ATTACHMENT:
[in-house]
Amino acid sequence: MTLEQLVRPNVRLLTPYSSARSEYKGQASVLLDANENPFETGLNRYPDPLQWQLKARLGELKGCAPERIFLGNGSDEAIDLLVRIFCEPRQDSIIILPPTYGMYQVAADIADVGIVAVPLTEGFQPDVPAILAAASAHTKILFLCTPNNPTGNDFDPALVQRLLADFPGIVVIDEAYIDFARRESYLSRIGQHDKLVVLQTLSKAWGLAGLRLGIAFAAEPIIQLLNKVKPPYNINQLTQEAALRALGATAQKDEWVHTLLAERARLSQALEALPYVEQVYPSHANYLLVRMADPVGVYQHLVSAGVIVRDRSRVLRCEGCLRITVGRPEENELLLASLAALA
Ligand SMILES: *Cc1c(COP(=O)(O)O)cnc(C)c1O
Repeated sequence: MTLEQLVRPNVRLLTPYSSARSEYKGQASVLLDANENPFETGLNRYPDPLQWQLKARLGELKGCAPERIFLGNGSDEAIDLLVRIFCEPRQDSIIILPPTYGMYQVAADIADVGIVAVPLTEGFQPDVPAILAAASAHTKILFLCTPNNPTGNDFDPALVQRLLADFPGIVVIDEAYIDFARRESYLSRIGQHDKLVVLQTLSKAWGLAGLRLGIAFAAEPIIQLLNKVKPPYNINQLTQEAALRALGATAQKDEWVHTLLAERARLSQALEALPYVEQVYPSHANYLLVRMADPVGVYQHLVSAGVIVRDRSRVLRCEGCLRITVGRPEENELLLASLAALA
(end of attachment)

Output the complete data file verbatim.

[in-house]
Amino acid sequence: MTLEQLVRPNVRLLTPYSSARSEYKGQASVLLDANENPFETGLNRYPDPLQWQLKARLGELKGCAPERIFLGNGSDEAIDLLVRIFCEPRQDSIIILPPTYGMYQVAADIADVGIVAVPLTEGFQPDVPAILAAASAHTKILFLCTPNNPTGNDFDPALVQRLLADFPGIVVIDEAYIDFARRESYLSRIGQHDKLVVLQTLSKAWGLAGLRLGIAFAAEPIIQLLNKVKPPYNINQLTQEAALRALGATAQKDEWVHTLLAERARLSQALEALPYVEQVYPSHANYLLVRMADPVGVYQHLVSAGVIVRDRSRVLRCEGCLRITVGRPEENELLLASLAALA
Ligand SMILES: *Cc1c(COP(=O)(O)O)cnc(C)c1O
Repeated sequence: MTLEQLVRPNVRLLTPYSSARSEYKGQASVLLDANENPFETGLNRYPDPLQWQLKARLGELKGCAPERIFLGNGSDEAIDLLVRIFCEPRQDSIIILPPTYGMYQVAADIADVGIVAVPLTEGFQPDVPAILAAASAHTKILFLCTPNNPTGNDFDPALVQRLLADFPGIVVIDEAYIDFARRESYLSRIGQHDKLVVLQTLSKAWGLAGLRLGIAFAAEPIIQLLNKVKPPYNINQLTQEAALRALGATAQKDEWVHTLLAERARLSQALEALPYVEQVYPSHANYLLVRMADPVGVYQHLVSAGVIVRDRSRVLRCEGCLRITVGRPEENELLLASLAALA